Tuesday, September 13, 2011

tangles and messes

A few weeks ago, I woke up with a big snarl in the back of my hair. I am talking the size of my hand--half my head in the back. I have no idea what my dreams were to have caused such a mess. And no matter how much I brushed, I could not get the snarl to go completely away. I would comb/brush until the back of my head seemed smooth, no tangles, and then, a few hours later, I would catch a glimpse of myself somewhere with a big lump on the back of my head. The snarl was back! It's like my hair had a life of its own, winding up and twisting together as I sat at my desk or in a meeting. Each time I found it, I would brush it out. It would reappear. I was plagued with the snarl-lump for two days, and then it was. . . just. . .  gone.

This past weekend we purchased a new TV. Since my daughter-in-law moved to another state last week--and she has done everything with technology in our house for the last three years--I was left to be the one to hook up the new TV. It isn't as simple as plugging it in. I had this mass of cords tangled and twisted, some going to the modem, some going to the cable box, and some going to some other box (why do we have so many???). I wasn't even attempting to hook up the DVD or VCR. I finally got the cable to work. Yea! we could watch the game (and it was not even half-time!). Time to order pizza. Oops!  I had done something so we didn't have internet or phone. Great. I called Lindsey, and she tried to talk me through  solving the problem. This box and that cord and "where did you connect the short black cord?" and "are you sure the phone connection is plugged in?"--something I had neglected earlier.  She said to send her a text with a picture of what I'd hooked up to what. (I learned how to attach a photo to a text--I'd only sent pictures with emails before. But now I can't see how to get the photo I took for that to put on here to show the big rats' nest of cables and cords!) Before she could get back to me, I figured it out. But it was a trial. Stressful.

In November I am presenting at NCTE. I am speaking about trends in articles related to writing instruction in English Journal over its last hundred years: what do I see? what patterns? who speaks? who is ahead of the game? what are we still struggling with that was a problem in 1912? So, as part of my preparation, I am reading/reviewing past issues of EJ: 100 years of journals with 8 or more issues a year=a lot of reading and note-taking.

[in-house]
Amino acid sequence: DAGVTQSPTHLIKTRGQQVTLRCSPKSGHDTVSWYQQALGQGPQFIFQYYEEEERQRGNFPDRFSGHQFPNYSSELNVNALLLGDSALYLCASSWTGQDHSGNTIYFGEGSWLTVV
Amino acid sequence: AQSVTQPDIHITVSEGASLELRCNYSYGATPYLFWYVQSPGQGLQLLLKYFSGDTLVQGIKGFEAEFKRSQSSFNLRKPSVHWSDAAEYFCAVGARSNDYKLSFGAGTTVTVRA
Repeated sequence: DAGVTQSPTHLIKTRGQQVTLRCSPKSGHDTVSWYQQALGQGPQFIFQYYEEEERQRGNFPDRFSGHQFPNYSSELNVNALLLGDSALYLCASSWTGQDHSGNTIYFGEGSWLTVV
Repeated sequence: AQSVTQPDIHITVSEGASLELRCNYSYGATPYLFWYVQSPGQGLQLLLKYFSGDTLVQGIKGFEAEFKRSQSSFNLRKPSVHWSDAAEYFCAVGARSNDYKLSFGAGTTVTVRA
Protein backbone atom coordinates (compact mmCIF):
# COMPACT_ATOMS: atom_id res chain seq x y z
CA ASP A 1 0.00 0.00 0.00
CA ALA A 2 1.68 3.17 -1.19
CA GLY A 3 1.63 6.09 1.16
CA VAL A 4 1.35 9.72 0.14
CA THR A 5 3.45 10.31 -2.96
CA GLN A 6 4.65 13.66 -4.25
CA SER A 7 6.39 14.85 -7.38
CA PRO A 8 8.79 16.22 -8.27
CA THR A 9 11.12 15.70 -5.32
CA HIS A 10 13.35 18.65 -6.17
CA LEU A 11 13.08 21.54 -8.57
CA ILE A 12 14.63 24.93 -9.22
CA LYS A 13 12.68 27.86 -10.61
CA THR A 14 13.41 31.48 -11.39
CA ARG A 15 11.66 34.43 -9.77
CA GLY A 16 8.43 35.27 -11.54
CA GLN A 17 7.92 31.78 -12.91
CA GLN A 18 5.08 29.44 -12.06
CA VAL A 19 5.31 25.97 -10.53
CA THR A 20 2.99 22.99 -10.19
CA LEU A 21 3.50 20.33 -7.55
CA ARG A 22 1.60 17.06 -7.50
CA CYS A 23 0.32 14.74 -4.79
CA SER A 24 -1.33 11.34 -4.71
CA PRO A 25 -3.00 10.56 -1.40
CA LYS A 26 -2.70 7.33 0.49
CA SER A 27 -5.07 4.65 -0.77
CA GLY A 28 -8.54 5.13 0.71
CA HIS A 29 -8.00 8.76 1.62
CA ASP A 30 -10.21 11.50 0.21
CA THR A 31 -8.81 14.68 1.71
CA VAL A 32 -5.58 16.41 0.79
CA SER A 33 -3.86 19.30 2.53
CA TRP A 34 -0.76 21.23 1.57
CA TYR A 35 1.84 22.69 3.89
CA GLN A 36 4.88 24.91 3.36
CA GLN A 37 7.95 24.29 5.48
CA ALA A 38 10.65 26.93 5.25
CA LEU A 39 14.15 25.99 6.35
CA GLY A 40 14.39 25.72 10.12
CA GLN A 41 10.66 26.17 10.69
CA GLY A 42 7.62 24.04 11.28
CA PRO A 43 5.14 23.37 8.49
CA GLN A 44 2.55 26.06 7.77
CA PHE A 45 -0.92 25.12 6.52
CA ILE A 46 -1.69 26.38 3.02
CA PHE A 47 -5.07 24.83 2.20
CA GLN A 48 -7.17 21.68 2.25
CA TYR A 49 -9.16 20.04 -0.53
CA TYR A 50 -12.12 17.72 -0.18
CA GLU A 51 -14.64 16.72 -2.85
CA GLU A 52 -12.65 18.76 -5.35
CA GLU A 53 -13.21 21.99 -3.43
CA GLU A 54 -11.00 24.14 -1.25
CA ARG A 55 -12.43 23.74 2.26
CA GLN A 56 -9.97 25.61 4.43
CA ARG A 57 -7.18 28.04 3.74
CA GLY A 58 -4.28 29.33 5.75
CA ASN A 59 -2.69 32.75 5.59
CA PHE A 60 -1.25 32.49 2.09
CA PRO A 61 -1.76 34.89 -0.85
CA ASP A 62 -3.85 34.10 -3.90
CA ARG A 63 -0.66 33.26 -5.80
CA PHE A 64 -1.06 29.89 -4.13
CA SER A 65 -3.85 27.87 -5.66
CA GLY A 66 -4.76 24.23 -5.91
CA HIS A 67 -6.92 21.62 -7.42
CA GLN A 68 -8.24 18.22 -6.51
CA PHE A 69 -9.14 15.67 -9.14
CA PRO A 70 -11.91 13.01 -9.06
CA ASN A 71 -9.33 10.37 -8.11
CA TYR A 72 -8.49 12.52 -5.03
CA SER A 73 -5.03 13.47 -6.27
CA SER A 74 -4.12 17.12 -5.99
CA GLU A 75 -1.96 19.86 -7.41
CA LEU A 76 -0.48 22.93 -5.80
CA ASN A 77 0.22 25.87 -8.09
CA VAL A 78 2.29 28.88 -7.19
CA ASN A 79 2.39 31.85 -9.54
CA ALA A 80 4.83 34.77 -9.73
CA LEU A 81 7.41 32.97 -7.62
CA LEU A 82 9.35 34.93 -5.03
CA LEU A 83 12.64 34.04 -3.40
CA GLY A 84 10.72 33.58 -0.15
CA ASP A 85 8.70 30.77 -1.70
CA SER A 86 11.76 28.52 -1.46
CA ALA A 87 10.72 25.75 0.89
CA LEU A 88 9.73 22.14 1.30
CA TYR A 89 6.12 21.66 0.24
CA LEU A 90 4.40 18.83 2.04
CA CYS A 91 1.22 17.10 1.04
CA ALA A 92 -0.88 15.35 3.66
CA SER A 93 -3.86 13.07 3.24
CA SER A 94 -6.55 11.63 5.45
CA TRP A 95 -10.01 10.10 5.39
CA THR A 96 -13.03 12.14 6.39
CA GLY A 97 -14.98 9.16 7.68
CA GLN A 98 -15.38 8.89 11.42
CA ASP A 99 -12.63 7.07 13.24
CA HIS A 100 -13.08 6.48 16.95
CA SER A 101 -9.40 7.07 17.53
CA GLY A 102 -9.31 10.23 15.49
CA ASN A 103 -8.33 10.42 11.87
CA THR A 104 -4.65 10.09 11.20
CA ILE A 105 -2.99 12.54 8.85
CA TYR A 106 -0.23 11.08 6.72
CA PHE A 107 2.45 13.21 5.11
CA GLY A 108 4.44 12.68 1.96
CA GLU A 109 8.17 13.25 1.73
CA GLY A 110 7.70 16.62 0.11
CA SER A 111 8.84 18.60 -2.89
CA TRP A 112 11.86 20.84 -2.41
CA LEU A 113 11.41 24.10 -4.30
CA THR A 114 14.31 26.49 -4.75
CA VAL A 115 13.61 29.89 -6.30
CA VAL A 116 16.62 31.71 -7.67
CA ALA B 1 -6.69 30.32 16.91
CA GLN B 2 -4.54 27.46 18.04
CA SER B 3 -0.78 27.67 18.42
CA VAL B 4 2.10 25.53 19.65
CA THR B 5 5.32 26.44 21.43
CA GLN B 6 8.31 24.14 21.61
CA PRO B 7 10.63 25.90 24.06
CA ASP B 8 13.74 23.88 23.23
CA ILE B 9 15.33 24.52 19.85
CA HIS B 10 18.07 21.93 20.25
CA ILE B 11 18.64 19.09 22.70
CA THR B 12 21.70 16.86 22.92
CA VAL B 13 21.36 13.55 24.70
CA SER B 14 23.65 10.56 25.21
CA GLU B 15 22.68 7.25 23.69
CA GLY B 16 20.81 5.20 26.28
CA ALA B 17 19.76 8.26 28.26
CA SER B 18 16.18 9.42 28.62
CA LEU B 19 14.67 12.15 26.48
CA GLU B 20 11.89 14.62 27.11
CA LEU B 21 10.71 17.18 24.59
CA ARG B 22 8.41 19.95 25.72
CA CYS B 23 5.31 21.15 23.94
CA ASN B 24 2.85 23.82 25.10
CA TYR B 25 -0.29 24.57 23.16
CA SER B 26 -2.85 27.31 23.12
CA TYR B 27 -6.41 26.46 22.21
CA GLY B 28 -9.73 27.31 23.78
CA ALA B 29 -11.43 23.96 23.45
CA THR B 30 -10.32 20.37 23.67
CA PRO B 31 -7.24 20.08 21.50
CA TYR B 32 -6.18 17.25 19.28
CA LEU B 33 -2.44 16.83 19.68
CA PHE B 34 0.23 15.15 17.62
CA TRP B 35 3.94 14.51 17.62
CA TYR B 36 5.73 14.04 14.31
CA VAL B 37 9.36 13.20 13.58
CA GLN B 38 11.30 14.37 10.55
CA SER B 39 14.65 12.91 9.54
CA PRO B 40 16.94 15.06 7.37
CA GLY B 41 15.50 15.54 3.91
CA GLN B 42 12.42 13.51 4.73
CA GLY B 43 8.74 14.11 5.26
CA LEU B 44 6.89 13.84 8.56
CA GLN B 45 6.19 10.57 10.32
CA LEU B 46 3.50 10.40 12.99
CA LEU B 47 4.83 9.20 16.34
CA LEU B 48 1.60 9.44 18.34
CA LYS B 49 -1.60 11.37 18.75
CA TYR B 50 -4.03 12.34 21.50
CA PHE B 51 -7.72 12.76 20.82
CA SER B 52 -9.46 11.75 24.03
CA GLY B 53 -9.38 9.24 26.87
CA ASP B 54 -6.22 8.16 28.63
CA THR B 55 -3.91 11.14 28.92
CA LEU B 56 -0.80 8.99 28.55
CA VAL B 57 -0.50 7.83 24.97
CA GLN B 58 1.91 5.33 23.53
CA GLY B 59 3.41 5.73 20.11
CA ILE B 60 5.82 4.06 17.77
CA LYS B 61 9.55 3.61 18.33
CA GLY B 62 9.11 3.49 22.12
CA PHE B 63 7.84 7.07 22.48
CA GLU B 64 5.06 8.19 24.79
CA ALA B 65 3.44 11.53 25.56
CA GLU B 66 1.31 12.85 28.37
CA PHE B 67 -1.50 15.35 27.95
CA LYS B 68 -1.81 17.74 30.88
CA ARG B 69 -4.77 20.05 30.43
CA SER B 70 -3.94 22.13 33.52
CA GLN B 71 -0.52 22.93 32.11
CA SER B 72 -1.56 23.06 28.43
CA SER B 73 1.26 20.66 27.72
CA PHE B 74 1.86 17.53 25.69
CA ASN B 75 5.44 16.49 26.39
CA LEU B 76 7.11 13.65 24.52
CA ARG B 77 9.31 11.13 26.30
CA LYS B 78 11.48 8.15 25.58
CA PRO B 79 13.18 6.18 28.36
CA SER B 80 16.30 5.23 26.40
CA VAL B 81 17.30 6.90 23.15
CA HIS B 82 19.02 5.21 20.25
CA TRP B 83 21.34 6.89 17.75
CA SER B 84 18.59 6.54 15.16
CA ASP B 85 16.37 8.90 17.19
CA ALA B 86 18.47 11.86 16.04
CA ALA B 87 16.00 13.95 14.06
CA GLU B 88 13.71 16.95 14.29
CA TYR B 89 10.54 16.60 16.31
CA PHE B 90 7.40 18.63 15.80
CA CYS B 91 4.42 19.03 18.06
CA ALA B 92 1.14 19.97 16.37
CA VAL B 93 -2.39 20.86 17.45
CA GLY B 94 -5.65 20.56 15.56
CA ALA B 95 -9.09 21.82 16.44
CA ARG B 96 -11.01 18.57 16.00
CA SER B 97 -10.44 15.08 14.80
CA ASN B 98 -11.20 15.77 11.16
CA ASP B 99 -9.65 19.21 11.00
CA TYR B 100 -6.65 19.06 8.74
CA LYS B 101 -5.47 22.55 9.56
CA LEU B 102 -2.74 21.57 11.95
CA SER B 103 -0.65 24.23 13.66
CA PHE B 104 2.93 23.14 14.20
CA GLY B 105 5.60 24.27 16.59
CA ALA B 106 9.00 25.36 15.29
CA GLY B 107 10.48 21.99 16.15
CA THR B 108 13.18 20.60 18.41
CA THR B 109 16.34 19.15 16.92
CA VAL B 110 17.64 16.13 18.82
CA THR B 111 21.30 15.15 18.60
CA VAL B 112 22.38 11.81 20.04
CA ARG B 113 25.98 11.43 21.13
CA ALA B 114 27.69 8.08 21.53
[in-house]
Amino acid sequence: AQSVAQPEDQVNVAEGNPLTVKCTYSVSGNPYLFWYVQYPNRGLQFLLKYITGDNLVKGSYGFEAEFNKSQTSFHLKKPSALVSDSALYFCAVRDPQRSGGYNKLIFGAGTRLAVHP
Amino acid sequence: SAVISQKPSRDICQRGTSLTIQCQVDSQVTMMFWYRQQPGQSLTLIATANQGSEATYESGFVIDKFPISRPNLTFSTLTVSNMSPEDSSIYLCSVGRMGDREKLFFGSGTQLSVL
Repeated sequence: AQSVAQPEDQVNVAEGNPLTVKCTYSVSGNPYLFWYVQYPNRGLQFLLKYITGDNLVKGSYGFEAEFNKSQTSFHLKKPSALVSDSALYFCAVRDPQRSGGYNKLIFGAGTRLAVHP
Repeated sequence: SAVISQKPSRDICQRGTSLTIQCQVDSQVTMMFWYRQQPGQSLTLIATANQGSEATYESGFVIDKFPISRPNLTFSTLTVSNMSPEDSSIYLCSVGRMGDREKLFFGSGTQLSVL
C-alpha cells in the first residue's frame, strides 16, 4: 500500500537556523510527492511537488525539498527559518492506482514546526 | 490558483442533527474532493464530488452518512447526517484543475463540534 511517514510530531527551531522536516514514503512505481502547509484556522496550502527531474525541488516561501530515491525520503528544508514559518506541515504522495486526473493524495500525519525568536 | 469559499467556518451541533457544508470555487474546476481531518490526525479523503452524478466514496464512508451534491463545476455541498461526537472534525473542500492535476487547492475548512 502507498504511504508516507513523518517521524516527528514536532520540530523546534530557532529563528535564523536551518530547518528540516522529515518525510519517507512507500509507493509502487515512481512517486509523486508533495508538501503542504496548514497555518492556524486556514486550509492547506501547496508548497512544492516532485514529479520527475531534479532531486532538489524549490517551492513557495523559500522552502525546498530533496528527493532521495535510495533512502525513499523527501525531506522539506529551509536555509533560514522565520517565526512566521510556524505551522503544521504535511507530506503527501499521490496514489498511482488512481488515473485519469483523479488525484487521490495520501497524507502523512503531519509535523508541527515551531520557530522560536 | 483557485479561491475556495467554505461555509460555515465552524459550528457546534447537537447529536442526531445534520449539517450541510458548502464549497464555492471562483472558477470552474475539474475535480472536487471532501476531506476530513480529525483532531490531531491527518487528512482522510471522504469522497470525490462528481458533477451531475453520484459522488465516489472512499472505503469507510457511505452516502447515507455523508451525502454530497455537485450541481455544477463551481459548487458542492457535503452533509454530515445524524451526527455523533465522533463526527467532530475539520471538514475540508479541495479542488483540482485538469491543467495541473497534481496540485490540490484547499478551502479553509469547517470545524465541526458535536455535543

Here are some copies of EJ I have in my office right now, but much of the work is online. It's interesting, absorbing inquiry. But it's a mess. It's too many threads right now--and I can't yet make sense of them. I'm even dreaming about this stuff.

Right now I see my life has a pattern: tangles and messes. All I can do is trust that, like the prior experiences, this one, too, will work itself out. (Well, I actually didn't untangle all the TV cords; I just hid them behind the TV stand. I don't know what that means for my present circumstance.)


  1. Interesting pattern to your life right now. I can just picture all those wires, they make me shiver in fear that I will have to tackle technology too. Good luck with your presentation, it will be interesting to learn what has stayed the same.

  2. What an interesting winding through of your story, from hair to TV to NCTE presentation, all a mixture that's perhaps gravelly, needing smoothness, needing help to be worked out. I enjoyed the connections. No matter where our moments of stress arrive, they still need to be worked out!

  3. I'll be honest the title of this post made me think of my nieces and nephews and what my sisters would be saying about the toddlers running around the house, but it is nice to know that we all have messes and tangles in our homes and lives, even if we don't have the excuse of little ones making them for us. (I am in your 423 class.)

  4. I love the last line of your first paragraph, "I was plagued with the snarl-lump . . ." And your last paragraph really made me chuckle. I can totally relate to your piece. I have lots of snarl-lumps bugging me right now.

  5. Snarl in hair and tangled cords behind the tv - I can relate.

  6. My life requires the unweeded garden metaphor.

    Plus, did Jon tell you I tried to stop by last week but you were AWOL/teaching? Well I did. I sure hope he also added that I miss your face! See you in October.